MT Expert's Ten Top Tips: How to develop your business's next leader

By identifying and fostering future leaders, you can stay ahead of the game. Here are ten top tips.

Last Updated: 31 Aug 2010

After watching Gordon, Dave and Nick sweat it out for our votes last night, it’s only natural to think about what makes a successful leader. But in business it’s about more than a couple of TV showdowns. A good leader can make an organisation succeed against the odds; a poor one can bring down even the best enterprise. And nurturing people who could drive the organisation forward is a crucial investment in its future. MT asked Chris Phillips, from management provider Taleo, for his top pointers on finding and fostering leadership talent.

1. Make sure the leadership style fits
One of the reasons over half of new CEOs never make it past the four-year mark is poor organisational fit. There’s no one golden approach to leadership, but making the most of psychological and behavioural assessments will give you the best chance of a happy match.

2. Know what you want
To spot potential leaders among the workforce, identify the skills and qualities you value as leadership necessities, from communication to witty public speaking (potential PMs take note). By developing a structured competency model, you can build these skills into a performance management system to rate the potential of each employee.

3. Don’t confuse managing with leading

Make sure you’ve got it straight: a manager ensures the smooth day-to-day running of their team or department but leaders need to be able to influence and drive the whole organisation towards a common goal. Good managers can become good leaders, but the step up is by no means guaranteed.

4. Spot leadership gaps
By pinpointing your existing and future leadership needs and measuring these up to the current leadership team, you can spot your weaknesses. A thorough approach can also identify leaders who are likely to leave, so you can put steps in place to ensure a smooth transition to a successor.

5. Develop succession strategies
Whether you anticipated an important employee jumping ship or not, succession planning is a no-brainer for minimising disruption. Identifying potential leaders and preparing them to fill roles at a later date can reduce both the financial cost and the impact the change will have on productivity. Succession planning shouldn’t just be for execs; the right systems allow you to track replacements for all critical roles.

6. Push future leaders to hone their skills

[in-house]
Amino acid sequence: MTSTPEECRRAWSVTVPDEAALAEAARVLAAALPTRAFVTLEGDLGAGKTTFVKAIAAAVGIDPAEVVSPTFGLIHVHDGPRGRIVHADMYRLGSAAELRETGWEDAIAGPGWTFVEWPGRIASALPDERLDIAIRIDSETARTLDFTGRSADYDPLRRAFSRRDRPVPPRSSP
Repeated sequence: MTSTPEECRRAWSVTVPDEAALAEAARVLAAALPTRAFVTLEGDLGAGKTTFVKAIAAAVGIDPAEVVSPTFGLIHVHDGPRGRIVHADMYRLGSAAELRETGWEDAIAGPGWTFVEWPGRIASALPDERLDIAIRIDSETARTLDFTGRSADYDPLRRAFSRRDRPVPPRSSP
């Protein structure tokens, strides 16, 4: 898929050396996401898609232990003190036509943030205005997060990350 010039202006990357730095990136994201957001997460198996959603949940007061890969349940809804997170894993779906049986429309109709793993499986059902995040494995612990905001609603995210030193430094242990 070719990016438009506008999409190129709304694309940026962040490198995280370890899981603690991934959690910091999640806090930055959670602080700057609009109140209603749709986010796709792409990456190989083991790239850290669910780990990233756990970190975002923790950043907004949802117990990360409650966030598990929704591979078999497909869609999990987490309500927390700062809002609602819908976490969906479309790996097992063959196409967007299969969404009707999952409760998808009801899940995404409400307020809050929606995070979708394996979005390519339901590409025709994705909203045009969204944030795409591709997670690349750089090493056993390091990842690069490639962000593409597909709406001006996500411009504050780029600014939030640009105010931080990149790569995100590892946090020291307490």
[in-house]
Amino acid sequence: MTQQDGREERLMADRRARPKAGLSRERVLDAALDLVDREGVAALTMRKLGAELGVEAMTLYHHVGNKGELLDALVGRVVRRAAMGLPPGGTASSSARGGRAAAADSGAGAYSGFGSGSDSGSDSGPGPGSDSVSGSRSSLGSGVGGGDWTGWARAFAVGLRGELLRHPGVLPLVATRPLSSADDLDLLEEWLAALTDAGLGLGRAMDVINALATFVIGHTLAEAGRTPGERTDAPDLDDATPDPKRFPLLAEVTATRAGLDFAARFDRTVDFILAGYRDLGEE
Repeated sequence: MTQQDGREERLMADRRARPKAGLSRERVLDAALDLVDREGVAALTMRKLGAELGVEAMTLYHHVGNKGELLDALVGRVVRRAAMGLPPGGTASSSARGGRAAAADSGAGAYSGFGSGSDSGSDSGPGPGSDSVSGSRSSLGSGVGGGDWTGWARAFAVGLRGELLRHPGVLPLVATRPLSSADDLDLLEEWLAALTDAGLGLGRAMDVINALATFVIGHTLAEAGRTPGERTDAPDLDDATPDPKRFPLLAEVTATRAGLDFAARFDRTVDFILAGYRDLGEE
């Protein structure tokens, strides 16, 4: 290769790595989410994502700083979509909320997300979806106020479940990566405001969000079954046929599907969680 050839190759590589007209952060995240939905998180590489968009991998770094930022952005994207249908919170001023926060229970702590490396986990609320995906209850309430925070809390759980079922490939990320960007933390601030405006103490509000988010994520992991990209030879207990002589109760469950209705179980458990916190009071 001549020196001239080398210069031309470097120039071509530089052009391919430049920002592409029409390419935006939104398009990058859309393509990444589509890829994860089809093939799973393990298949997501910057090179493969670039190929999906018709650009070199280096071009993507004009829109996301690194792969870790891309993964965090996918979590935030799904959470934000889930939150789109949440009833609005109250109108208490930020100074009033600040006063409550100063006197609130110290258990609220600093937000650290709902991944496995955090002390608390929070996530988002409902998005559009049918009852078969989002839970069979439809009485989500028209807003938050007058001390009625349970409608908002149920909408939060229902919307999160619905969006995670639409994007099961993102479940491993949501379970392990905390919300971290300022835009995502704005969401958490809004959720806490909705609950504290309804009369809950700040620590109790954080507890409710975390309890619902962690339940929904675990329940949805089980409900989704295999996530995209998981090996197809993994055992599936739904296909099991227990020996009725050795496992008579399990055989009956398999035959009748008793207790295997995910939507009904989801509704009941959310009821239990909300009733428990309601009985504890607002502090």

Using your brand new competency model (see no.2), identify the experience and skill gaps in potential leaders. Then tackle them with a development plan of formal and informal learning. Employers definitely have a role to play, but the emphasis should be on the individual to ensure that they deliver on that fabulous potential.

7. Adopt mentoring
The mentoring model is all the rage and lets you filter experience and expertise through the workforce. Social media can be a key tool in your box, breaking down communication boundaries and making it easier to collaborate within organisations. Facebook fan page, anyone?

8. Plan careers
If you don’t provide employees with career planning and advancement opportunities, your competitors will. Leaders often get short-changed on development opportunities as critical roles are too costly for a business to do without. Focusing on self-service career planning will motivate and retain potential leaders by encouraging them to consider their future career within your business.

9. Retain your leaders
Holding onto leaders is critical for two reasons: turnover is expensive and losing talent can lead to a significant decrease in productivity. Use both monetary and non-monetary means to keep top performers firmly on board. Whatever methods you use, ensure an employee’s personal goals are aligned with your organisation’s.

10. Measure, analyse, improve
There’s no point doing any of this unless you objectively measure the outcomes of your leadership development strategies, to ensure ROI and identify possible improvements. A unified talent management system will let executive teams access data on current and future leaders and suss out the strengths and weaknesses in the leadership pipeline.

Chris Phillips is a vice-president at management provider Taleo, whose new report examines the importance of leadership and lays out a series of tips for developing future business leaders.

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